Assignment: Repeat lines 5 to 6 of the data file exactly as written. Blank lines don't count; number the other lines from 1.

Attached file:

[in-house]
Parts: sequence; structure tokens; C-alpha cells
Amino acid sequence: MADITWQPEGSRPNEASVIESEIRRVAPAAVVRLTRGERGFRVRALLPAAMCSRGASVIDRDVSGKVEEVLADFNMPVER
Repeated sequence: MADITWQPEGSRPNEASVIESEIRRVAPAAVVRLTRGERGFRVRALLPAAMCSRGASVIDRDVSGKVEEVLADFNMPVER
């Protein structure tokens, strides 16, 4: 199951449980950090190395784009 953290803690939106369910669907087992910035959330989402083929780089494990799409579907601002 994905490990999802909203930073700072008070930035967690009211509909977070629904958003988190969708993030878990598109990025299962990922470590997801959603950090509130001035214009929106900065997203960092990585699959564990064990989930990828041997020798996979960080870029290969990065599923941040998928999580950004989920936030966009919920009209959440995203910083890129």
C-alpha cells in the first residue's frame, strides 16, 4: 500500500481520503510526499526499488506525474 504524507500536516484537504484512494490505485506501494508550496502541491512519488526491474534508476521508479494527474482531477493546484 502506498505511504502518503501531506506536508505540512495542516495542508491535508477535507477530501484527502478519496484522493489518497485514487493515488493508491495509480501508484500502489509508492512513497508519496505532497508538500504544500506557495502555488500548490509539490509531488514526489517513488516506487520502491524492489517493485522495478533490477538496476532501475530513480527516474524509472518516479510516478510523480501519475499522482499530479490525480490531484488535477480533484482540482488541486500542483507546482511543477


């Protein structure tokens, strides 16, 4: 199951449980950090190395784009 953290803690939106369910669907087992910035959330989402083929780089494990799409579907601002 994905490990999802909203930073700072008070930035967690009211509909977070629904958003988190969708993030878990598109990025299962990922470590997801959603950090509130001035214009929106900065997203960092990585699959564990064990989930990828041997020798996979960080870029290969990065599923941040998928999580950004989920936030966009919920009209959440995203910083890129």
C-alpha cells in the first residue's frame, strides 16, 4: 500500500481520503510526499526499488506525474 504524507500536516484537504484512494490505485506501494508550496502541491512519488526491474534508476521508479494527474482531477493546484 502506498505511504502518503501531506506536508505540512495542516495542508491535508477535507477530501484527502478519496484522493489518497485514487493515488493508491495509480501508484500502489509508492512513497508519496505532497508538500504544500506557495502555488500548490509539490509531488514526489517513488516506487520502491524492489517493485522495478533490477538496476532501475530513480527516474524509472518516479510516478510523480501519475499522482499530479490525480490531484488535477480533484482540482488541486500542483507546482511543477